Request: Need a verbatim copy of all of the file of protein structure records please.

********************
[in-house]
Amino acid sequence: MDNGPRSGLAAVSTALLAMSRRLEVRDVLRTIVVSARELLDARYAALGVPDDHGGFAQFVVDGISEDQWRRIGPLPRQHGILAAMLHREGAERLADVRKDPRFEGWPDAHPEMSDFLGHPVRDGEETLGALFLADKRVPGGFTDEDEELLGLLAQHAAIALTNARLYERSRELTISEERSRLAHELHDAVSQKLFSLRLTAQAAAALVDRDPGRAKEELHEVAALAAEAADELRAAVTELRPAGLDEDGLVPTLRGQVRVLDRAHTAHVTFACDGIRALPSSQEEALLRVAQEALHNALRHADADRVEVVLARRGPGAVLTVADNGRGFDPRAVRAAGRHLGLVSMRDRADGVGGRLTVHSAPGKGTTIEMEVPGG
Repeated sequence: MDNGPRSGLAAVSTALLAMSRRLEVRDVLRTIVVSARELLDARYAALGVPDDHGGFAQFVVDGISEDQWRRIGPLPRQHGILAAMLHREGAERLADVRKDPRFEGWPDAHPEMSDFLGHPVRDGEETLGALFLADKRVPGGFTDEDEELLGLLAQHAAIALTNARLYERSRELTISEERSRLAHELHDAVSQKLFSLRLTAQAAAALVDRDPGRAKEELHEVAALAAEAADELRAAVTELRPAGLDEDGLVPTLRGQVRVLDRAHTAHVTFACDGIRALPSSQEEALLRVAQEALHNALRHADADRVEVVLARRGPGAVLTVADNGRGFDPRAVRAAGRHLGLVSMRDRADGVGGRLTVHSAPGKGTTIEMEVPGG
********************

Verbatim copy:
[in-house]
Amino acid sequence: MDNGPRSGLAAVSTALLAMSRRLEVRDVLRTIVVSARELLDARYAALGVPDDHGGFAQFVVDGISEDQWRRIGPLPRQHGILAAMLHREGAERLADVRKDPRFEGWPDAHPEMSDFLGHPVRDGEETLGALFLADKRVPGGFTDEDEELLGLLAQHAAIALTNARLYERSRELTISEERSRLAHELHDAVSQKLFSLRLTAQAAAALVDRDPGRAKEELHEVAALAAEAADELRAAVTELRPAGLDEDGLVPTLRGQVRVLDRAHTAHVTFACDGIRALPSSQEEALLRVAQEALHNALRHADADRVEVVLARRGPGAVLTVADNGRGFDPRAVRAAGRHLGLVSMRDRADGVGGRLTVHSAPGKGTTIEMEVPGG
Repeated sequence: MDNGPRSGLAAVSTALLAMSRRLEVRDVLRTIVVSARELLDARYAALGVPDDHGGFAQFVVDGISEDQWRRIGPLPRQHGILAAMLHREGAERLADVRKDPRFEGWPDAHPEMSDFLGHPVRDGEETLGALFLADKRVPGGFTDEDEELLGLLAQHAAIALTNARLYERSRELTISEERSRLAHELHDAVSQKLFSLRLTAQAAAALVDRDPGRAKEELHEVAALAAEAADELRAAVTELRPAGLDEDGLVPTLRGQVRVLDRAHTAHVTFACDGIRALPSSQEEALLRVAQEALHNALRHADADRVEVVLARRGPGAVLTVADNGRGFDPRAVRAAGRHLGLVSMRDRADGVGGRLTVHSAPGKGTTIEMEVPGG